If you’ve known me long enough, then you know that I love all things related to NASA. This love began when I was a child. As a young boy, my life-long goal was to be an astronaut. I read books about outer space; I watched movies about astronauts; my treehouse was a space shuttle at various times; I had NASA posters in my room. My love for outer space permeated everything.
Knowing that this was a huge passion for me, my parents arranged for me to attend Space Camp at the US Space and Rocket Center in Huntsville, AL. I was in 6th grade at the time and was completely dedicated to pursuing a career as an astronaut. Needless to day, it was a big deal for me to go to Space Camp for a week.
And what a week it was! We had simulated missions, we toured the museum, we slept in a “habitat module” (which is a fancy Space Camp term for “dorms”), we launched model rockets, we watched videos of the Space Shuttle, and we learned all about the history of space flight. I could not have been more excited!
So, why did this passion not turn into a career? To make a long story short, it came down to eyesight. Being born in the Top Gun era (which is my favorite movie), and knowing that some of my favorite astronauts were also Naval aviators (e.g. Jim Lovell), my desire was to join the Navy and then NASA. But, my eyesight is pretty bad, and I realized at some point that such a goal would probably be unattainable. So, I left the ideas of space flight behind, which did end up working very well, as I can look back and see how God has used every experience to bring me to the point where I am now, and that I am 100% satisfied with His plan for my life. This is something that I will pursue in another post…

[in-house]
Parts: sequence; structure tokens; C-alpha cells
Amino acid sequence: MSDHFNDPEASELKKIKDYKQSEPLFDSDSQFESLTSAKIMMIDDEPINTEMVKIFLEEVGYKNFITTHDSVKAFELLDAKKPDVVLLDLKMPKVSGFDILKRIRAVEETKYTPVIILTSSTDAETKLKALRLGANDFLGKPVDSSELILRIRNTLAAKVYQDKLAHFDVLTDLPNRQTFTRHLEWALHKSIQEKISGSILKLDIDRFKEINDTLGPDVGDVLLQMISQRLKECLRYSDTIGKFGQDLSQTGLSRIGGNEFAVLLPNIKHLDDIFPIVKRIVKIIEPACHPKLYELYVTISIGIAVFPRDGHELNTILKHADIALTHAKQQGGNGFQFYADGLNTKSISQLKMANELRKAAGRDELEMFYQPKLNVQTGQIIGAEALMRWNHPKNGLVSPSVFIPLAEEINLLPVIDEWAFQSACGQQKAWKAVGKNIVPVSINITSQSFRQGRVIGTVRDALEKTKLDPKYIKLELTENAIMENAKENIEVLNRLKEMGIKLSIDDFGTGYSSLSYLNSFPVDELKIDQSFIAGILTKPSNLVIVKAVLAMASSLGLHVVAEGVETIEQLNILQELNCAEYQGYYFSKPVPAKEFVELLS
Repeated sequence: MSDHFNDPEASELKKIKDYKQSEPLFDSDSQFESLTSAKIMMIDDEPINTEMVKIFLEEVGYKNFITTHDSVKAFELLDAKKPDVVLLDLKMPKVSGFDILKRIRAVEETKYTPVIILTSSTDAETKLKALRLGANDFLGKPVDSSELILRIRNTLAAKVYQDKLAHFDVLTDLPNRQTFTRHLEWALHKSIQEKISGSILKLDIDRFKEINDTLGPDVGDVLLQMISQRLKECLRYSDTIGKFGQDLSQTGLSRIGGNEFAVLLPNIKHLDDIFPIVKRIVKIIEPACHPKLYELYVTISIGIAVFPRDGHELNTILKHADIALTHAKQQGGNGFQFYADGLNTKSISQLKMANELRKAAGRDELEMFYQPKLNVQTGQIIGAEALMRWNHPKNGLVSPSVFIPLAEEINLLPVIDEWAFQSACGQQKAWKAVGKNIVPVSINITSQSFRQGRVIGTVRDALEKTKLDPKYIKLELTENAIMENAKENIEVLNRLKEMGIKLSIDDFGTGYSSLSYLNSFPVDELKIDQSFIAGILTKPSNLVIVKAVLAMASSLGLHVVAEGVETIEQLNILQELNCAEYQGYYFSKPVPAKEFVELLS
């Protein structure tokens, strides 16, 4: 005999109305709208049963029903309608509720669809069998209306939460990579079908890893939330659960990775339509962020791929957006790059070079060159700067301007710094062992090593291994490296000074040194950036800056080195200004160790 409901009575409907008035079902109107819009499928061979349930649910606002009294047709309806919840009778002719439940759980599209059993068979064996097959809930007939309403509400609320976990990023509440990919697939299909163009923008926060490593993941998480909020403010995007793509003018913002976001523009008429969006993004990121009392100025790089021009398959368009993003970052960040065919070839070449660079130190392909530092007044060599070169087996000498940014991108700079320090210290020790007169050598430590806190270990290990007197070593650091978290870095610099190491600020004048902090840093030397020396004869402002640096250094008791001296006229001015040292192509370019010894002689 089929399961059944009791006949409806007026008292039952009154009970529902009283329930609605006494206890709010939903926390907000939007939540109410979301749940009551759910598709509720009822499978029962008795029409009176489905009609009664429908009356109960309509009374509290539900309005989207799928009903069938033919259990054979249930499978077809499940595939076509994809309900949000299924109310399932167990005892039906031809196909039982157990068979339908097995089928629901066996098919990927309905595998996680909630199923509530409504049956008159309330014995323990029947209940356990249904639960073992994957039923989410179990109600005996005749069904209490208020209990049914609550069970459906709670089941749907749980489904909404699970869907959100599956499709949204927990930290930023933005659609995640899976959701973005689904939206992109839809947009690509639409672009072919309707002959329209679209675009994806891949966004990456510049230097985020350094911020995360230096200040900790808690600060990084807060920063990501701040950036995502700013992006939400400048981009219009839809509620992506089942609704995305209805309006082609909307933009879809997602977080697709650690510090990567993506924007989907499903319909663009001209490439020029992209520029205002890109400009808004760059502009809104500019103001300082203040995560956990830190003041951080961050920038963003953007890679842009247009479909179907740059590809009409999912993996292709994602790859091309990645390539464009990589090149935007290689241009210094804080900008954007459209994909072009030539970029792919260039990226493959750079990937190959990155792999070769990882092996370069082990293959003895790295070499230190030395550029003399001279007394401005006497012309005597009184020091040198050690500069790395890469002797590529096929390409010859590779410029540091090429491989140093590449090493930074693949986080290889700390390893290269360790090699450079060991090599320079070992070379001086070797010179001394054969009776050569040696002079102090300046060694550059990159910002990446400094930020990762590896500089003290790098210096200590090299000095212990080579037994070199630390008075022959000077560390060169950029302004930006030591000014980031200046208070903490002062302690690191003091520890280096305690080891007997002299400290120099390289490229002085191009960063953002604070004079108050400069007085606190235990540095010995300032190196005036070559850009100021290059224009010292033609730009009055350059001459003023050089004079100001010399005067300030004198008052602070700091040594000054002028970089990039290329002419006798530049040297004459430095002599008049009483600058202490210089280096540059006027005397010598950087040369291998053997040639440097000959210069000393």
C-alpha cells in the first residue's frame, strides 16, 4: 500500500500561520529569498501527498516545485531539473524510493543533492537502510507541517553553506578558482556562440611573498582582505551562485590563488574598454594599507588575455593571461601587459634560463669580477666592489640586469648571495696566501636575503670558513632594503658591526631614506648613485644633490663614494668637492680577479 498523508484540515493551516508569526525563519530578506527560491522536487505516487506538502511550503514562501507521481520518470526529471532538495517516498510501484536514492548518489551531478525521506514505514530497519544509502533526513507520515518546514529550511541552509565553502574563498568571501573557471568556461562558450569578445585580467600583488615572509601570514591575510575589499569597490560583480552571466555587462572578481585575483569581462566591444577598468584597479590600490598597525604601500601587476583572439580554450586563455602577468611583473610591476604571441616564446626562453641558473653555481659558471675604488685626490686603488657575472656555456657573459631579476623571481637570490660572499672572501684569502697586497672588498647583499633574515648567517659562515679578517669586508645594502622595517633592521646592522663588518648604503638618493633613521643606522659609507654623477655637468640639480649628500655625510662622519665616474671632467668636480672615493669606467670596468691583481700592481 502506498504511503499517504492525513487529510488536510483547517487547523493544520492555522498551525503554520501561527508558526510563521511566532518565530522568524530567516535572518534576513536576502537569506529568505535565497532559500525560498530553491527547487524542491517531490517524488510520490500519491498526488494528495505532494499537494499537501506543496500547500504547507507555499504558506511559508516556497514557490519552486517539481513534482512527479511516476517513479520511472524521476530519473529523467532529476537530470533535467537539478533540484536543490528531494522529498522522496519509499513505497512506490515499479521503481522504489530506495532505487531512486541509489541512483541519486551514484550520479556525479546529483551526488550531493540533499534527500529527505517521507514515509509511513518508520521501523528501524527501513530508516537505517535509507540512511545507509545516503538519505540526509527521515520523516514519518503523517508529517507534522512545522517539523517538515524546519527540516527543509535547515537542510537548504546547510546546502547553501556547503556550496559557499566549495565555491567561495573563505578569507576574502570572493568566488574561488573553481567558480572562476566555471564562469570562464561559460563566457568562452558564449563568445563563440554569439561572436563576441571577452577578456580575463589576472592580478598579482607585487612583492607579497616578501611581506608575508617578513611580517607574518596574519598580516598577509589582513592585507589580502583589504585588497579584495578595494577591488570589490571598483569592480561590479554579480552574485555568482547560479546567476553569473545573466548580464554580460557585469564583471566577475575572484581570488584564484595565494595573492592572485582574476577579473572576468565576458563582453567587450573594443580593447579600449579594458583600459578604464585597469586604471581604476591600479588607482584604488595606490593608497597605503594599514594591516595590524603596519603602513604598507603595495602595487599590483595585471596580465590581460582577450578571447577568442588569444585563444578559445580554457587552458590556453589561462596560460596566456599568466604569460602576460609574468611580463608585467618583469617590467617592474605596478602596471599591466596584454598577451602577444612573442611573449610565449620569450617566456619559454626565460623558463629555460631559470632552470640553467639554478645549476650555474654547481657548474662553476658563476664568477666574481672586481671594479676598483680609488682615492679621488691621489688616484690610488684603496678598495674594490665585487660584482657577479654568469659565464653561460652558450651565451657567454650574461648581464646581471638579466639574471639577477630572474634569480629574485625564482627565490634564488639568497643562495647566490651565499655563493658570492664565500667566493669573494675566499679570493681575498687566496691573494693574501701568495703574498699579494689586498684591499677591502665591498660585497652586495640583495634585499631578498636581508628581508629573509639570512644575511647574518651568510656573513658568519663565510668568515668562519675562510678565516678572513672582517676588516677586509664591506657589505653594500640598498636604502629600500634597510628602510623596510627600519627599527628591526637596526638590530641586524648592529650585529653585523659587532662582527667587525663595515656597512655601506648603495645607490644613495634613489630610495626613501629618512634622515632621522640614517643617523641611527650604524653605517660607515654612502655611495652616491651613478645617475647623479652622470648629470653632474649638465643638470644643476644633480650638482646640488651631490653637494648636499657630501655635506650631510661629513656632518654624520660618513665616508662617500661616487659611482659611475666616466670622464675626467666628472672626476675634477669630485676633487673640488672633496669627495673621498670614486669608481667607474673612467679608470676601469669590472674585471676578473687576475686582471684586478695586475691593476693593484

Nevertheless, as I began teaching science in Brooklyn, this passion for space began to develop once again. I began using NASA-inspired materials for lessons. I showed my students videos of NASA launches and interviews with astronauts. I even took them to a local Challenger center to simulate a mission to Mars.
Then, a great opportunity arose – I applied to a program that sponsored educators to attend Space Academy for Educators and was accepted. I was able to fly to Huntsville and spend a week reliving one of my favorite times from my childhood. Upon arrival I was assigned to work with a group of educators from around the country, Australia, and Canada. We simulated missions, launched rockets, built heat shields, toured the museum, watched movies, and became good friends. (Sounds familiar, huh?) Plus, I was able to learn about so many resources which I have been able to use in my classroom. It was a great week and seriously impacted my teaching.
Just like Space Camp ignited a passion in a 6th grade boy to pursue science, it ignited a passion in an educator to inspire his students.
My passion for Space continues. I still enjoy reading astronaut biographies. Click HERE to see my favorites. I still enjoy watching NASA videos, the best of which is the Discovery Channel miniseries When We Left Earth. And, I’m able to inspire my students and others through my work as a teacher and an official Space Camp Ambassador.
One day, I plan to return again, but this time to drop off my own kids. I’d love for them to have the same experience and be inspired to enjoy science in such a practical way.